- Well, you'll have to find a wording that a) notes that many other countries felt the same way as Israel, and b)that it did violate all sorts of International norms, and c) doesn't use the word "pretext", which implies that Israel had a different "real" reason for attacking Egypt. Something with the phrase Casus belli in it. Jayjg 13:03, 22 Oct 2004 (UTC)
Summary of the Six-day War: Part 3
My proposed changes:
Hostilities came to include Jordan (after Jordan reluctantly chose to dismiss Israeli appeals for neutrality and undertook shelling of Tel Aviv - in adherence with the its defence treaty with Egypt), Syria, and the Iraqi air force.
In response, Egypt activated its defense treaty with Jordan, Syria and Iraq who reluctantly entered the war.
Israel made ONE appeal. And it was more like "stay out of this or suffer the consequences!" than an appeal. Israel knew about the defense treaty and knew Jordan was forced to attack, or its king would most likely have been beheaded. And to explain why Jordan had to enter the war and how it entered it despite Israel's threat requires to much text. Better not mentioning the threat at all. And Jordan shelled East Jerusalem not Tel Aviv, mortars doesn't reach all the way to Tel Aviv you see. No Jordanian troops entered Israeli territory either.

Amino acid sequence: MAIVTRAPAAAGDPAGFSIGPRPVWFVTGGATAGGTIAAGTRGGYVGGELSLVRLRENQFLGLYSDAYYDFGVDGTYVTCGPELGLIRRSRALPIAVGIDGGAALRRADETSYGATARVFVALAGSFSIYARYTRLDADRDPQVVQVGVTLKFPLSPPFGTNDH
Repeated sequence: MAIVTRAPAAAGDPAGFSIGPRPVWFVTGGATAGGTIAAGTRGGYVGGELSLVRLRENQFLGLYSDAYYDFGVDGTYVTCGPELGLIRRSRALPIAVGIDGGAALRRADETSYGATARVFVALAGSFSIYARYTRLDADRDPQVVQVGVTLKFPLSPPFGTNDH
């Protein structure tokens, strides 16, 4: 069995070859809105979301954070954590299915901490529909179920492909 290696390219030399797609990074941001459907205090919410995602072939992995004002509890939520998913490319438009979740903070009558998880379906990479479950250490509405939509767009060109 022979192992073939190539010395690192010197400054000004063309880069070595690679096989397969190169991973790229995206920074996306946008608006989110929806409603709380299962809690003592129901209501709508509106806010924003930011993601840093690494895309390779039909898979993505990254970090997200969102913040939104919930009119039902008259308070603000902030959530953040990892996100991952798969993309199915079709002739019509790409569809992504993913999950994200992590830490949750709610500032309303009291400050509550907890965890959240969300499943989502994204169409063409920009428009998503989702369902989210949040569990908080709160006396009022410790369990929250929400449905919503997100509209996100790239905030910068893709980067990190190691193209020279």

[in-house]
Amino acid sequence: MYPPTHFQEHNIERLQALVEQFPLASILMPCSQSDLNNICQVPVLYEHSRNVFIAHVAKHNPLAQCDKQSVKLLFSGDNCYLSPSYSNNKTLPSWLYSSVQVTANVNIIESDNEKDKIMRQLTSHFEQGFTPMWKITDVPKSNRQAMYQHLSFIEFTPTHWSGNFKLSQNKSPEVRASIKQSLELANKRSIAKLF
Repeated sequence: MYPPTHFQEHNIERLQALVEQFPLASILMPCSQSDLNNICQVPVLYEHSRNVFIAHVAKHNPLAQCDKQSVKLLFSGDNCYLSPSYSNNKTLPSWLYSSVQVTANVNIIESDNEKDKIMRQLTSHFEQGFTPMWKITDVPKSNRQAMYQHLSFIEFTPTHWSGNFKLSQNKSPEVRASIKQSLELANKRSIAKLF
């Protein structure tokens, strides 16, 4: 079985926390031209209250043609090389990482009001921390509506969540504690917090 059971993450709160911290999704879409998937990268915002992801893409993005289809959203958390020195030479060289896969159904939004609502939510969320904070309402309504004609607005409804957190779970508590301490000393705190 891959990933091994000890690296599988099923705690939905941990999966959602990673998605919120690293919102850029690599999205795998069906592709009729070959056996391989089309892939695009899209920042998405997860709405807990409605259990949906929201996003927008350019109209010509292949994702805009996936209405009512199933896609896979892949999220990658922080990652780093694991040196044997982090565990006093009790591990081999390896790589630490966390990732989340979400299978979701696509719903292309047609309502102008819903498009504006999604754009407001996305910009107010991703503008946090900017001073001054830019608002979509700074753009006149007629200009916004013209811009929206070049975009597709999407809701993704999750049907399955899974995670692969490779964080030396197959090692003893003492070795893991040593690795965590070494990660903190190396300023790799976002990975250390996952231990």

- I have a hard time understanding this. How do you know Hussein was going to be beheaded? And why does it make a difference anyway, Jordan still attacked. Jayjg 03:57, 14 Oct 2004 (UTC)
- Actually, Jordan did fire artillery from the Tul-Kharem area towards Israeli costal cities, as well as shelling of West Jerusalem and later on invading the "Armon HaNatziv" location, all those are clearly non-defenive acts. It doesn't mean why Jordan entered the war, but the simple fact that they did despite Israeli warning to "stay out".